Specifically, that’s Windows-powered 2-in-1 PCs hybrid tablet notebooks. Critics say that is what’s killing Apple’s iPad business, even though the iPad business started to fall before Windows tablet notebook hybrid devices really took off.
The Use Case Scenario
Technology critics are a dime a dozen and their perspectives often are worth less. The guy who uses every device, all the time, 24-hours a day– Adrian Kingsley-Hughes– should know why iPads are getting killed. Unfortunately for ZDNet readers, he does not.
A tablet– as defined by the iPad as a very large iPhone without the phone– is a different animal than the hybrids which are little more than flimsy, heavy, Windows notebooks with a touchscreen. The common refrain is that a tablet cannot do real work, when, in reality, a tablet is simply not a PC; not a bona fide Windows PC, not a certifiable Mac. The Windows variety is something of a Franken-PC which mixes two of the three basic features of tablets and PCs, but misses the whole point of being a tablet in the first place.
Franken-PCs use real Windows 10 with some touchscreen controls tossed in so it can be called a tablet, but it’s not really because people don’t use their Windows tablets the same way. The use case scenario is much different than how iPad users use their devices. They don’t try to make it a PC. Instead, they use iPad-specific apps– and there are more of those available than even Windows PC apps– to get done what they need to do.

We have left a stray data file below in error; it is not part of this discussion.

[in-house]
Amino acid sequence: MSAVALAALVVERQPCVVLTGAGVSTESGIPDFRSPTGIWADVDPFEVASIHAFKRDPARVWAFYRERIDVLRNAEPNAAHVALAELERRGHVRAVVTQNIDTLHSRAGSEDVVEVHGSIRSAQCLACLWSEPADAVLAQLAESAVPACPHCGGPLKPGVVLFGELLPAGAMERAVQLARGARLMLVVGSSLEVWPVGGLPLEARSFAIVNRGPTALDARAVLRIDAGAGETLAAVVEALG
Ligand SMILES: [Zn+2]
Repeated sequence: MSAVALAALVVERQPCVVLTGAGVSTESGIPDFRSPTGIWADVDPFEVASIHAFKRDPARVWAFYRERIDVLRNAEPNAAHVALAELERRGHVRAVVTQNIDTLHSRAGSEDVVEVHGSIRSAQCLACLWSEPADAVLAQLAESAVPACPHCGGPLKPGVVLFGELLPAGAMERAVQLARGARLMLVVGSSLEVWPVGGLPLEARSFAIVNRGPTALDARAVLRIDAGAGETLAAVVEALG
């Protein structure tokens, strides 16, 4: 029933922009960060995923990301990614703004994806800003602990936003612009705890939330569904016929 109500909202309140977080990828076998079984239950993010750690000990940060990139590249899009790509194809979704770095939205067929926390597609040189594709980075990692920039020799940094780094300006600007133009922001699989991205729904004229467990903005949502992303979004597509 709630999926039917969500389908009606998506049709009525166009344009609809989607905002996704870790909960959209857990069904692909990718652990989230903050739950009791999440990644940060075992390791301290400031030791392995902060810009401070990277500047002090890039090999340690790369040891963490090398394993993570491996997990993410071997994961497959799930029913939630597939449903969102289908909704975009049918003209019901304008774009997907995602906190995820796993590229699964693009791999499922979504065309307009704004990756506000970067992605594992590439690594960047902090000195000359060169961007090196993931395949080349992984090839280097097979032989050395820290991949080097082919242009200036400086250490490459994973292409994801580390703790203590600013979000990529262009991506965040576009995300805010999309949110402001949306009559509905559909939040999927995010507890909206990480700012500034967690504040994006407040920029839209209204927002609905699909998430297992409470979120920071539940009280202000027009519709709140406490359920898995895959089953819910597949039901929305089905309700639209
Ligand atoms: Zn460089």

Death Of Tablets
Apple’s iPads have experienced two straight years of sales declines so clearly something is up in the marketplace. PC sales have not had a corresponding increase, so the Windows tablet-cum-notebook hybrid is merely replacing traditional cheap notebooks with cheap hybrids.
What’s killing the iPad?
Fatigue, large screen phones, multi-tasking.
The fatigue is that we humans can only manage so many devices and the tablet (as defined by Apple and the iPad) cannot really replace a traditional PC or a Mac so users gravitate toward the most bang for the buck. That’s not an iPad.
Second, Apple has not done a good job differentiating the iPad from the current market placement as the device between the Mac and iPhone. It’s too much like an iPhone and not as powerful as a Mac, yet costs about the same. Apple needs to fix the use case scenario.
Third, those large screen smartphones are of sufficient quality, ubiquity, and price that they more easily replace the iPad and iPad-like Android tablets because the only advantage the larger device has is, well, the larger screen.
Does a Windows 10-based tablet notebook hybrid do more than an iPad? No. But what it does is more of what those buyers want in a notebook, not necessarily in a tablet. That’s why such devices are used more like notebooks than tablets.
Finally, multi-tasking is something of a buzzword these days and the iPad just isn’t as good at that as a Mac or Windows PC. It’s not. It could be. It should be. It’s not. And when one device does heavy lifting that another device cannot, one device loses. In a choice of two of three devices– Mac or PC, iPad or tablet, iPhone or Android phone– the one in the middle is the one that gets cut from the list more frequently.